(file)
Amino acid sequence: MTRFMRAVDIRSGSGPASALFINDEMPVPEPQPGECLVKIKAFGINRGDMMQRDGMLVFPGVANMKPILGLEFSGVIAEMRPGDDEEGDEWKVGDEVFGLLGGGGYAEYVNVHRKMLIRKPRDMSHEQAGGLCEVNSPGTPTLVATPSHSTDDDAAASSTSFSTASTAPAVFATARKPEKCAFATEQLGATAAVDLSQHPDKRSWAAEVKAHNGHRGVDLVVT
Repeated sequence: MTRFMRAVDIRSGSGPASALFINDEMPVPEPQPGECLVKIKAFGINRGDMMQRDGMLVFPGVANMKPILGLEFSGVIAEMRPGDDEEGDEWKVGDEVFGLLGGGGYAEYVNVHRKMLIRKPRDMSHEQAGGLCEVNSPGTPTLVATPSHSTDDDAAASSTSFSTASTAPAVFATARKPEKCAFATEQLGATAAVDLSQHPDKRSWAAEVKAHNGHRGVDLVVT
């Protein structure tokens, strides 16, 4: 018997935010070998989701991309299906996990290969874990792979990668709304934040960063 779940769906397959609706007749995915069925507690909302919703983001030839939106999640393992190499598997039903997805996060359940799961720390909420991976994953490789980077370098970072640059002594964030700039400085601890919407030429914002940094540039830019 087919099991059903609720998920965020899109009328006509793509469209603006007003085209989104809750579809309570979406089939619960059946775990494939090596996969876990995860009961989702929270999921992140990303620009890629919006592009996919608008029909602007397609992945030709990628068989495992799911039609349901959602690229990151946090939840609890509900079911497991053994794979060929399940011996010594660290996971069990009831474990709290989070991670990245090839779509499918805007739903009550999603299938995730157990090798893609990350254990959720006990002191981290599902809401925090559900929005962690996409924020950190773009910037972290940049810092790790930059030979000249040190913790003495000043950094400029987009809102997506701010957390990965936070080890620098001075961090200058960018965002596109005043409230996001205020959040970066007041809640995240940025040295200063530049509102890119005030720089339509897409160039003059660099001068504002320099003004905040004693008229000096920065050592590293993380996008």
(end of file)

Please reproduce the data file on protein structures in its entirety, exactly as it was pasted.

Amino acid sequence: MTRFMRAVDIRSGSGPASALFINDEMPVPEPQPGECLVKIKAFGINRGDMMQRDGMLVFPGVANMKPILGLEFSGVIAEMRPGDDEEGDEWKVGDEVFGLLGGGGYAEYVNVHRKMLIRKPRDMSHEQAGGLCEVNSPGTPTLVATPSHSTDDDAAASSTSFSTASTAPAVFATARKPEKCAFATEQLGATAAVDLSQHPDKRSWAAEVKAHNGHRGVDLVVT
Repeated sequence: MTRFMRAVDIRSGSGPASALFINDEMPVPEPQPGECLVKIKAFGINRGDMMQRDGMLVFPGVANMKPILGLEFSGVIAEMRPGDDEEGDEWKVGDEVFGLLGGGGYAEYVNVHRKMLIRKPRDMSHEQAGGLCEVNSPGTPTLVATPSHSTDDDAAASSTSFSTASTAPAVFATARKPEKCAFATEQLGATAAVDLSQHPDKRSWAAEVKAHNGHRGVDLVVT
């Protein structure tokens, strides 16, 4: 018997935010070998989701991309299906996990290969874990792979990668709304934040960063 779940769906397959609706007749995915069925507690909302919703983001030839939106999640393992190499598997039903997805996060359940799961720390909420991976994953490789980077370098970072640059002594964030700039400085601890919407030429914002940094540039830019 087919099991059903609720998920965020899109009328006509793509469209603006007003085209989104809750579809309570979406089939619960059946775990494939090596996969876990995860009961989702929270999921992140990303620009890629919006592009996919608008029909602007397609992945030709990628068989495992799911039609349901959602690229990151946090939840609890509900079911497991053994794979060929399940011996010594660290996971069990009831474990709290989070991670990245090839779509499918805007739903009550999603299938995730157990090798893609990350254990959720006990002191981290599902809401925090559900929005962690996409924020950190773009910037972290940049810092790790930059030979000249040190913790003495000043950094400029987009809102997506701010957390990965936070080890620098001075961090200058960018965002596109005043409230996001205020959040970066007041809640995240940025040295200063530049509102890119005030720089339509897409160039003059660099001068504002320099003004905040004693008229000096920065050592590293993380996008």